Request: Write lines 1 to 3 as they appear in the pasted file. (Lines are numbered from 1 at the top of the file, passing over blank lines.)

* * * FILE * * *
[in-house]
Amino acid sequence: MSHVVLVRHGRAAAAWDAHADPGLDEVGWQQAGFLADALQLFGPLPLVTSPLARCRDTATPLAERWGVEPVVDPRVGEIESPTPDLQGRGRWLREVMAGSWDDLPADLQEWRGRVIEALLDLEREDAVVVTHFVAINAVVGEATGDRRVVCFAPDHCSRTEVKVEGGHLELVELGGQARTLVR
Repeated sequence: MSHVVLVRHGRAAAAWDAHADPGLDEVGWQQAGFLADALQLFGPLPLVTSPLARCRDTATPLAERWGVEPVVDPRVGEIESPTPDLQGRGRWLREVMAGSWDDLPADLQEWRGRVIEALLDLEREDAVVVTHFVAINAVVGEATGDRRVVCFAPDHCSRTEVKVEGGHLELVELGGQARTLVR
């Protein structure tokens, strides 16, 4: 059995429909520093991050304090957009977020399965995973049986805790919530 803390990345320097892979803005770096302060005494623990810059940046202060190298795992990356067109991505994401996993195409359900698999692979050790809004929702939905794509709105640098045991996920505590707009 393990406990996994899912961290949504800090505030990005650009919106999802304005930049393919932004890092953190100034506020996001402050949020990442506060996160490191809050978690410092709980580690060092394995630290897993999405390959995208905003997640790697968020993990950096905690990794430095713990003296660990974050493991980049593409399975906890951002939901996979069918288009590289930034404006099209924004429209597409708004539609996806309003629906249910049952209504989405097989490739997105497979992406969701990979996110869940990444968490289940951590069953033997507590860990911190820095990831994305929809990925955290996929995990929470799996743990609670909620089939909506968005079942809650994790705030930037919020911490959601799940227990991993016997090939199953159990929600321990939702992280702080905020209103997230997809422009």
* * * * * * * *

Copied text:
[in-house]
Amino acid sequence: MSHVVLVRHGRAAAAWDAHADPGLDEVGWQQAGFLADALQLFGPLPLVTSPLARCRDTATPLAERWGVEPVVDPRVGEIESPTPDLQGRGRWLREVMAGSWDDLPADLQEWRGRVIEALLDLEREDAVVVTHFVAINAVVGEATGDRRVVCFAPDHCSRTEVKVEGGHLELVELGGQARTLVR
Repeated sequence: MSHVVLVRHGRAAAAWDAHADPGLDEVGWQQAGFLADALQLFGPLPLVTSPLARCRDTATPLAERWGVEPVVDPRVGEIESPTPDLQGRGRWLREVMAGSWDDLPADLQEWRGRVIEALLDLEREDAVVVTHFVAINAVVGEATGDRRVVCFAPDHCSRTEVKVEGGHLELVELGGQARTLVR